WASHINGTON, D.C. – August 3, 2015 – (RealEstateRama) — Calling President Obama’s signature climate change policy both “historic” and “critically needed,” the solar industry issued its strong support for the Environmental Protection Agency’s Clean Power Plan, scheduled to be released on Monday, urging states to consider solar as a clean, affordable, reliable and carbon-free solution.
“Solar energy is the most sensible compliance option for states under the Clean Power Plan. Solar works in all 50 states, has zero carbon emissions, creates more jobs per megawatt (MW) than any other technology, and can be deployed cost-effectively and quickly – all while improving grid reliability,” said Rhone Resch, president and CEO of the Solar Energy Industries Association (SEIA). “Just look at the facts: Today, solar energy is the fastest-growing source of energy in America and there’s a reason. States want clean, reliable and affordable energy and in today’s market, that is solar. This growth has allowed the United States to create more than 150,000 new solar jobs in the last decade alone. By the end of 2016, there will be enough solar energy in the U.S. to power 8 million homes, offsetting nearly 45 million metric tons of carbon emissions.”
As part of a balanced energy portfolio, Resch said solar can improve grid reliability and provide significant relief to existing energy infrastructure by reducing transmission losses and relieving grid congestion. Investments in clean energy, including solar, will also spur good-paying job growth and significant benefits to local and state economies.
“SEIA has spent the past several years meeting with EPA officials and educating them on the growth potential for solar and its ability to help states meet their carbon reduction goals,” Resch said. “Over the last five years, the solar industry has been one of the fastest-growing industries in the U.S. We will continue to expand production and lower costs to meet the increased demand from states under the Clean Power Plan, which means solid, well-paying jobs for hundreds of thousands of Americans.”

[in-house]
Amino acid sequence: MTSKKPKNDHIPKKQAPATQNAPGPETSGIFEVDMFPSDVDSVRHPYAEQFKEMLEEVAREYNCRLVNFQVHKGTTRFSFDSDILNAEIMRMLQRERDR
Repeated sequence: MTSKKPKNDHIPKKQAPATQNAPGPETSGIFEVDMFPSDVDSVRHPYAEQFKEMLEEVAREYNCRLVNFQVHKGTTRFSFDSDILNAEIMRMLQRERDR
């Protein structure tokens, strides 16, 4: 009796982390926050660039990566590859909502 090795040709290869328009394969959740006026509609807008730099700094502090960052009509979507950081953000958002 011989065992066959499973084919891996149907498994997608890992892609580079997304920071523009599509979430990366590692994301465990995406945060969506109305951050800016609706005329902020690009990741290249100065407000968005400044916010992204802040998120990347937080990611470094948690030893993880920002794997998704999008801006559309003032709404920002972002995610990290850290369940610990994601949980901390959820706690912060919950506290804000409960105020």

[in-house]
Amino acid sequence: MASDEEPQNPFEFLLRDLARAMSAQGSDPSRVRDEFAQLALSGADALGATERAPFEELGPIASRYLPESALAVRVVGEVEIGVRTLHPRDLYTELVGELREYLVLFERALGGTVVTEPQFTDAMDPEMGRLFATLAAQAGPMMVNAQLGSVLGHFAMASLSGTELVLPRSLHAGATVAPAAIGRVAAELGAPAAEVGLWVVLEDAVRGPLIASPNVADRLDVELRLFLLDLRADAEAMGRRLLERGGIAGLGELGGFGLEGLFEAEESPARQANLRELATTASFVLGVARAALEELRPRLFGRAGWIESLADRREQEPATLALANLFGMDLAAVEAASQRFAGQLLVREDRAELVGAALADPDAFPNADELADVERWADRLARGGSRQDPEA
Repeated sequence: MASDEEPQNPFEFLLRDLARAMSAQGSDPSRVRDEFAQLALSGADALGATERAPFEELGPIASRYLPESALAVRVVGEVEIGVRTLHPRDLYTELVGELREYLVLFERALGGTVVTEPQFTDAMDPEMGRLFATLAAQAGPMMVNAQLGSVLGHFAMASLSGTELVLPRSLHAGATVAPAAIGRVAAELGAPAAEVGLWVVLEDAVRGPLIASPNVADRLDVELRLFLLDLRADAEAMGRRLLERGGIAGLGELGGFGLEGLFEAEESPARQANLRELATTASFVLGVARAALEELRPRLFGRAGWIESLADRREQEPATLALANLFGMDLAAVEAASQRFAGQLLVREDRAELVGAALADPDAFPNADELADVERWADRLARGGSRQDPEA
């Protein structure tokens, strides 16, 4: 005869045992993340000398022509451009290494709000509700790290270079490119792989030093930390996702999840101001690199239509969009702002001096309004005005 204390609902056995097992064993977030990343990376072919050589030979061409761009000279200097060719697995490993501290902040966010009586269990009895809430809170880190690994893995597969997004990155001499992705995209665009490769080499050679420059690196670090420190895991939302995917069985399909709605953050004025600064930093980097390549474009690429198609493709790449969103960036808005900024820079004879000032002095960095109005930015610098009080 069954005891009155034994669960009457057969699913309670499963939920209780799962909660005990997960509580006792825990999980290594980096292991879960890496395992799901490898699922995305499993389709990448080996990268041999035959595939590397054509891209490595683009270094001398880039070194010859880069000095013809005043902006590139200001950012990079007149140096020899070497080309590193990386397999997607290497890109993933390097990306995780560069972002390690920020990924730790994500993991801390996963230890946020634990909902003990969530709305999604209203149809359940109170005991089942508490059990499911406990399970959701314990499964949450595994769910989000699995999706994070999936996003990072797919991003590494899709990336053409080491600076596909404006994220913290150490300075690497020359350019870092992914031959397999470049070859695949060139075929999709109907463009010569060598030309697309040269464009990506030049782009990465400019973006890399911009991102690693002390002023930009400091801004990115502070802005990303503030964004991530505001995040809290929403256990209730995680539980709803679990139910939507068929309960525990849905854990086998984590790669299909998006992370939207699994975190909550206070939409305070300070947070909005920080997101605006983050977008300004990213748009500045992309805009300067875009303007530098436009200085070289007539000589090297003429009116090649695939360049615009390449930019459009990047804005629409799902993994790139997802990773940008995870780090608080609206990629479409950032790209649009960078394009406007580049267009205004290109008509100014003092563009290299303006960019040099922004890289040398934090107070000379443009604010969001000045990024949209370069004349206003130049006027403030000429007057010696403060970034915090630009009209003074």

The final rule will include an incentive period to encourage states to take advantage of solar energy’s falling costs and rapid deployment early, which Resch said emphasizes the significant role the EPA believes solar will play in helping states cut their carbon emissions over the next 15 years.
“As a nation, it is time to replace our aging, dirty energy infrastructure with clean, reliable 21st century energy technologies, like solar. And as an industry, we look forward to solar helping states achieve an optimal long-term strategy for their economy and environment,” Resch continued.
For states looking for step-by-step guidance on how to incorporate renewable energy into their state compliance plans, SEIA and the American Wind Energy Association (AWEA) jointly published “A Handbook for the States: Incorporating Renewable Energy into State Compliance Plans for EPA’s Clean Power Plan.”
Today, the U.S. solar industry employs nearly 174,000 Americans – more than tech giants Apple, Google, Facebook and Twitter combined – and pumps nearly $18 billion a year into the economy.
Utility-scale photovoltaic (PV) power plants are now being contracted and installed at a lower cost than conventional power plants that are fueled by coal or natural gas.
The average cost for a residential solar system is now 50 percent lower than it was in 2010.
The average American family will save an estimated $85 on their energy bill annually under the Clean Power Plan by 2030.
Celebrating its 41st anniversary in 2015, the Solar Energy Industries Association® is the national trade association of the U.S. solar energy industry. Through advocacy and education, SEIA® is building a strong solar industry to power America. As the voice of the industry, SEIA works with its 1,000 member companies to champion the use of clean, affordable solar in America by expanding markets, removing market barriers, strengthening the industry and educating the public on the benefits of solar energy. Visit SEIA online at www.seia.org.
Alex Hobson, SEIA Press Officer & Communications Manager, (202) 556-2886